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Changing The Conversation Around Suicide

Usually when an issue becomes large enough to classify as an epidemic it becomes a central topic of discussion. Unfortunately, many of us don’t quite know how to handle ourselves when it comes to conversations around suicide. 

Suicide as a topic of discussion is somewhat of a taboo in our society for a number of reasons.

Many people are uncomfortable talking about death in any regard. The same can be said for the topic of mental illness. Because discussions about suicide usually require talking about both, the subject is often avoided outright. 

This stigma can be incredibly isolating. 

For someone struggling with thoughts of suicide, it may prevent them from reaching out for help or talking about how they are feeling. For those who have recently lost a loved one to suicide, they may likewise feel unable to reach out for support. 

One of the best means of prevention and support for both victims and survivors is open conversation. We owe it to our communities to get better at talking about suicide. Here are some steps we can all make in the right direction in order to end the stigma. 

Step 1: Stop

Destigmatizing the conversation around suicide requires, first, confronting some of the unhelpful ways we speak and act about it. Before we can change the conversation, here are some of the things we need to stop doing: 


When speaking about suicide, it’s important to recognize that it’s impossible to know who might be struggling. 

There is no singular type of person who struggles with mental illness or suicidal ideation. Implying that suicidality should look or present a certain way may increase the feelings of failure and isolation in those who don’t fit the mold. 


Often the language around suicide frames it in a way that paints it as criminal or selfish. 

This kind of thinking can make people struggling with suicidal thoughts feel ashamed and hesitant to tell anyone they are suffering. It can also make surviving friends and family hesitant to talk about what they’re going through out of fear that their loved one will be judged for taking their own life.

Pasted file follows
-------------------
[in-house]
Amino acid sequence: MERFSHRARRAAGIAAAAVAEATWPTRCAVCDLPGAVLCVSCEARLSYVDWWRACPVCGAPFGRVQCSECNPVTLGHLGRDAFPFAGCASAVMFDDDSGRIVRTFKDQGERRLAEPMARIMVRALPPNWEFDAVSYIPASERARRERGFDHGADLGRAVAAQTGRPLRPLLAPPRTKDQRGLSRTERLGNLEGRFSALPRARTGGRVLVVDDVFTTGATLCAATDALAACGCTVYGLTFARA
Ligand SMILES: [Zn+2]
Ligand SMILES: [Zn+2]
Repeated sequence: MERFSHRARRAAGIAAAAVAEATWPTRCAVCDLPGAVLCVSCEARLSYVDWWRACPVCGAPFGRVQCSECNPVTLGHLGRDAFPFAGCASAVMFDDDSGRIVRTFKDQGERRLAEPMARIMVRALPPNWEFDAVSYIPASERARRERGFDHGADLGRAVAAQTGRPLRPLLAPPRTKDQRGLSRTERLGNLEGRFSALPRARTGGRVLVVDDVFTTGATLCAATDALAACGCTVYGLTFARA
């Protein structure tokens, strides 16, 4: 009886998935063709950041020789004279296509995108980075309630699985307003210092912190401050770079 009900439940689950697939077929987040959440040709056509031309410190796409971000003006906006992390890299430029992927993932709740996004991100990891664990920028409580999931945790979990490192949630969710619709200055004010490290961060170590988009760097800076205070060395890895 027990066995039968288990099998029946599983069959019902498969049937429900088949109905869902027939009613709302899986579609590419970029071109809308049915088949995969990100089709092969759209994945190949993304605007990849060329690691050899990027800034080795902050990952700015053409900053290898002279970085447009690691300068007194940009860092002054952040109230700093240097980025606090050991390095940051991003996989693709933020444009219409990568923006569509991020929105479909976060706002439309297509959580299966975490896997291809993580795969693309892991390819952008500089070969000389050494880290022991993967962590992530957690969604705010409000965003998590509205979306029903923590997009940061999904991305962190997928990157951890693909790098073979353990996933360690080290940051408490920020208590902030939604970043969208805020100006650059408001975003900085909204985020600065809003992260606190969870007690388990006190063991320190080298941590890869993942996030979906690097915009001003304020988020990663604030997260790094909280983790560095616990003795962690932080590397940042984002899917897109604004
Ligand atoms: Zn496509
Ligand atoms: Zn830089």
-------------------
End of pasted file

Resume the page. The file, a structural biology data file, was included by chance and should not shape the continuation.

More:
Many people report that after they reach out about struggling with suicidal thoughts people around them start treating them differently. It’s common for members of a family or community to tread extra carefully around a suicidal person as if saying the wrong thing might set them off. 

This does not go unnoticed and makes it harder for sufferers to be willing to reach out the next time. Similarly, it can make survivors of suicide feel like their grief is inconvenient or that they are being overemotional. 

Reject the idea that depression or grief makes people too fragile to treat normally. 


It is never helpful to tell anyone who is struggling for any reason that their pain is insignificant compared to others in the world. 

Mental illness affects people regardless of their life situation. 

Their pain is real whether or not you think they should be feeling it. 

Minimizing will add guilt and only make a person feel worse.  


Avoiding discussion of suicide when someone is struggling or has suffered a loss is never helpful. Dodging the topic and pretending everything is fine won’t make the problem go away. 

If we stop treating suicide like a dirty word, it will be easier for people to talk about it when they need help. 

Step 2: Learn

Knowledge can go a long way toward improving the way we talk about suicide. If you are interested in becoming more comfortable with the topic, a good place to start is learning more about it. 

There are many incredible resources that speak in plain language about suicide in a way that is helpful in knowing how to approach the topic. Here are some helpful links to get you started: 

Step 3: Normalize

As you become more informed, normalize speaking about mental health and suicide in your social circles. 

If you have struggled with your own mental health, be willing to speak openly about it. It’s more than likely that others have had similar struggles but have felt alone because of stigma. 

Even the way we speak about victims of suicide can be improved by normalizing discussion. 

We should be willing to talk about those we have lost to suicide in a way that acknowledges their experience without judgment. 

Some people worry this sort of discussion may encourage others to act on their own suicidal thoughts. In fact, the opposite is true. 

Open and empathetic acknowledgment of the pain of the victim and the pain of their loss can embolden others to reach out for help without fear of judgment. 

Step 4: Ask & Listen

One of the best things you can do to destigmatize the discussion of suicide is to become comfortable with asking and listening.